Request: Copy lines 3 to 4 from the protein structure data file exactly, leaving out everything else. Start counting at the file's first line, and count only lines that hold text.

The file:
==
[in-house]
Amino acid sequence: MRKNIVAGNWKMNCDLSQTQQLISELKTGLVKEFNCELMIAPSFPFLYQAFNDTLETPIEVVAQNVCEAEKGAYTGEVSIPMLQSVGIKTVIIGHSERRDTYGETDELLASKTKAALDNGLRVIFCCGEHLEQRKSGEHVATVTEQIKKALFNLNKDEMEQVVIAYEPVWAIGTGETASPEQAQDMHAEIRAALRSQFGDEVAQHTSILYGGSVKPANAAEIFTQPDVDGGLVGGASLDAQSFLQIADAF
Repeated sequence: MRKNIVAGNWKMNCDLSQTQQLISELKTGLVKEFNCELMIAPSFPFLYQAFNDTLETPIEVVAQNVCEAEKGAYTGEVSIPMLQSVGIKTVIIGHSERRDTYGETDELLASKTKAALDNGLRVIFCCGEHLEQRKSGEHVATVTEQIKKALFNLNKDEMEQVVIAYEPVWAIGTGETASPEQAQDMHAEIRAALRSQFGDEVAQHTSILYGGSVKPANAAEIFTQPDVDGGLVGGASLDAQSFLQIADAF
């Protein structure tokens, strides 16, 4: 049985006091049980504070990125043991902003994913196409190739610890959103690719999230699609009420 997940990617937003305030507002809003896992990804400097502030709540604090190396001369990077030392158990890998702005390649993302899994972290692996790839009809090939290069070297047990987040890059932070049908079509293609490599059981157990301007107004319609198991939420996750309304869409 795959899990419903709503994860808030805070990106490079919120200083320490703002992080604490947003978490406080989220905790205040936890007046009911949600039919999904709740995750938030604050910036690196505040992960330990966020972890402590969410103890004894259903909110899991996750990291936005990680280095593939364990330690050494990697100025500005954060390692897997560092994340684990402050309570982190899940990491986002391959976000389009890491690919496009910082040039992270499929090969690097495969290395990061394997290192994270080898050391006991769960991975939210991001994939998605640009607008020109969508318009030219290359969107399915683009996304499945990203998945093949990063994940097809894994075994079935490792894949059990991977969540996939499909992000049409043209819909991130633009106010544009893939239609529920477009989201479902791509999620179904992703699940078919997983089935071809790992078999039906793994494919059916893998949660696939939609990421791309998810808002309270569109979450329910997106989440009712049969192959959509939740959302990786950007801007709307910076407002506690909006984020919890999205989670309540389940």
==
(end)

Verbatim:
Repeated sequence: MRKNIVAGNWKMNCDLSQTQQLISELKTGLVKEFNCELMIAPSFPFLYQAFNDTLETPIEVVAQNVCEAEKGAYTGEVSIPMLQSVGIKTVIIGHSERRDTYGETDELLASKTKAALDNGLRVIFCCGEHLEQRKSGEHVATVTEQIKKALFNLNKDEMEQVVIAYEPVWAIGTGETASPEQAQDMHAEIRAALRSQFGDEVAQHTSILYGGSVKPANAAEIFTQPDVDGGLVGGASLDAQSFLQIADAF
């Protein structure tokens, strides 16, 4: 049985006091049980504070990125043991902003994913196409190739610890959103690719999230699609009420 997940990617937003305030507002809003896992990804400097502030709540604090190396001369990077030392158990890998702005390649993302899994972290692996790839009809090939290069070297047990987040890059932070049908079509293609490599059981157990301007107004319609198991939420996750309304869409 795959899990419903709503994860808030805070990106490079919120200083320490703002992080604490947003978490406080989220905790205040936890007046009911949600039919999904709740995750938030604050910036690196505040992960330990966020972890402590969410103890004894259903909110899991996750990291936005990680280095593939364990330690050494990697100025500005954060390692897997560092994340684990402050309570982190899940990491986002391959976000389009890491690919496009910082040039992270499929090969690097495969290395990061394997290192994270080898050391006991769960991975939210991001994939998605640009607008020109969508318009030219290359969107399915683009996304499945990203998945093949990063994940097809894994075994079935490792894949059990991977969540996939499909992000049409043209819909991130633009106010544009893939239609529920477009989201479902791509999620179904992703699940078919997983089935071809790992078999039906793994494919059916893998949660696939939609990421791309998810808002309270569109979450329910997106989440009712049969192959959509939740959302990786950007801007709307910076407002506690909006984020919890999205989670309540389940």